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WHAT RABBI JEHOSHA SAID, — A WINTER-EVENING HYMN.
Hardest heart would call it very awful
ALL-SAINTS. When thou look'st at us and seest 0, what?
ONE feast, of holy days the crest, If we move away, thou sittest gazing I, though no Churchman, love to With those vague eyes at the seltsame keep, spot,
All-Saints, – the unknown good that And thou mutterest, thy hands thou
In God's still memory folded deep ; Seeing something, us thou seëst not. The bravely dumb that did their deed,
And scorned to blot it with a nane,
Men of the plain heroic breed, Strange it is that, in this open bright
That loved Heaven's silence more than Hess,
fame. Thou shouldst sit in such a narrow cell ; Strange it is that thou shouldst be so Such lived not in the past alone,
lonesome Where those are who love thee all so
But thread to-day the unheeding well;
street, Not so much of thee is left ainong us
And stairs to Sin and Famine known
Sing with the welcome of their feet; As the hum outliving the hushed bell.
The den they enter grows a shrine,
The grimy sash an oriel burns,
Their cup of water warms like wine, WHAT RABBI JEHOSHA SAID.
Their speech is filled from heavenly
Rabbi JEHOSHA lised to say
About their brows to me appears
An aureole traced in tenderest light, The rainbow-gleam of smiles through
tears In dying eyes, by them made bright, Of souls that shivered on the edge
Of that chill ford repassed no more, And in their nerey felt the pledge
And sweetness of the farther shore.
Rabbi Jehosha had the skill
A WINTER-EVENING HYMN TO MY
"T were glorious, no doubt, to be BEAUTY on my hearth-stone blazing!
While thou leapest fast and faster,
Elfish daughter of Apollo !
To serve in Vulcan's clangorous smithy
And admit thee to the hall
On our nights of festival, To our frozen earth conveyed :
Then, Cinderella, who could see For he swore I know not what ;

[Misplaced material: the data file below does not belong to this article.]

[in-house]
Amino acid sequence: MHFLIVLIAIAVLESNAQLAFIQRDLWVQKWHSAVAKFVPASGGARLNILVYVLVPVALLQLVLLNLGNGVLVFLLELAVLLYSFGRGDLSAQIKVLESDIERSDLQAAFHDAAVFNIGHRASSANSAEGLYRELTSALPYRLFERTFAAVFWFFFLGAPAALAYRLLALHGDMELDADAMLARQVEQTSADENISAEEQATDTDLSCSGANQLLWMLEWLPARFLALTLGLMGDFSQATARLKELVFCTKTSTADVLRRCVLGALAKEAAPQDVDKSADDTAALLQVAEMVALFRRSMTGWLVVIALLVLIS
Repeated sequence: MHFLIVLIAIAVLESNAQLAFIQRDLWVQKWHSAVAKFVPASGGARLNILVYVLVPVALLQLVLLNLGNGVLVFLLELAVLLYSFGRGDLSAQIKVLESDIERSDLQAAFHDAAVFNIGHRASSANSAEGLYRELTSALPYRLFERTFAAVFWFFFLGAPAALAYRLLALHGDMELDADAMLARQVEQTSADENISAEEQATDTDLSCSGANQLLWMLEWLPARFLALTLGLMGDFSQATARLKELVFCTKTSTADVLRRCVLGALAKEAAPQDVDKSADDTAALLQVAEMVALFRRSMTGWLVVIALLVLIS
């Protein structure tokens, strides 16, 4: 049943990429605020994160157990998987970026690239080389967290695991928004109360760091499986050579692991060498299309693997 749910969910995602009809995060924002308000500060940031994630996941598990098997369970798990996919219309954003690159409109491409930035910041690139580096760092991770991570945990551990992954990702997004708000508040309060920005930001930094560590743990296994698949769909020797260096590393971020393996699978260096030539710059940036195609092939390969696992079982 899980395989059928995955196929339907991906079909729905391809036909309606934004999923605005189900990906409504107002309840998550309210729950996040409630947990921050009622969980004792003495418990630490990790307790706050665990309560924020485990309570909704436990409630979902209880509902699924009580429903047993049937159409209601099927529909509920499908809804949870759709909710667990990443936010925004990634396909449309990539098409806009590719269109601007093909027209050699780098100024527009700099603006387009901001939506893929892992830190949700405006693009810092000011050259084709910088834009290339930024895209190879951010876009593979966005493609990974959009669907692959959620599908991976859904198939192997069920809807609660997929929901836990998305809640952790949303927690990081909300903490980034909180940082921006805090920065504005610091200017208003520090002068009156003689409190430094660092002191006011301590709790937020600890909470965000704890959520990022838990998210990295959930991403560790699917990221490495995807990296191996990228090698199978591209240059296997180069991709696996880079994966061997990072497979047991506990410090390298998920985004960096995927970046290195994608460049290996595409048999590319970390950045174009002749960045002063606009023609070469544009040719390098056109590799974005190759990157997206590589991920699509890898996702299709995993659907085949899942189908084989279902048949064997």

In thee the kitchen's stunted thrall ? Endless ease should be thy lot,
Once more a Princess lithe and tail, Pleasure that should never falter,
Thou dancest with a whispering tread, Lifelong play, and not a duty
While the bright marvel of thy head Save to hover o'er the altar,
In crinkling gold floats all abroad, Vision of celestial beauty,
And gloriously dost vindicate Fed with precious woods and spices ;
The legend of thy lineage great, Then, perfidious ! having got
Earth-exiled daughter of the Pythian Thee in the net of his devices,
god! Sold thee into endless slavery,
Now in the ample chimney-place,
To honor thy acknowledged race,
We crown thee high with laurel good,
Thy shining father's sacred wood, Thee, by nature wild and wavery,
Which, guessing thy ancestral right, Palpitating, evanescent
his dumb delight,
snaps As the shade of Dian's crescent,
And, at thy touch, poor outcast one,
Feels through his gladdened fibres go
Of instincts loyal to the sun.
O thou of home the guardian Lar,
And, when our earth hath wandered far Making thee eat, against thy will,
Into the cold, and deep
snow covers Blackest Pennsylvanian stone;
The walks of our New England lovers, But thou dost avenge thy doom,
Their sweet secluded evening-star ! For, from out thy catacomb,
"T was with thy rays the English Muse Day and night thy wrath is blown
Ripened her mild domestic hues ; In a withering simoom,
"T was by thy flicker that she conned And, adown that cavern drear,
The fireside wisdom that enrings Thy black pitfall in the floor,
With light from heaven familiar things; Staggers the lusty antique cheer,
By thee she found the homely faith
In whose mild eyes thy comfort stay th,
His earliest nest, but sits and sings
While children smooth his patient
stirs To stealthy insurrection creep,
Life in the withered words ! how swift While thy wittol masters sleep,
recede And burst in indiscerning ravage :
Time's shadows ! and how glows again Then how thou shak'st thy bacchant Through its dead mass the incandescent locks !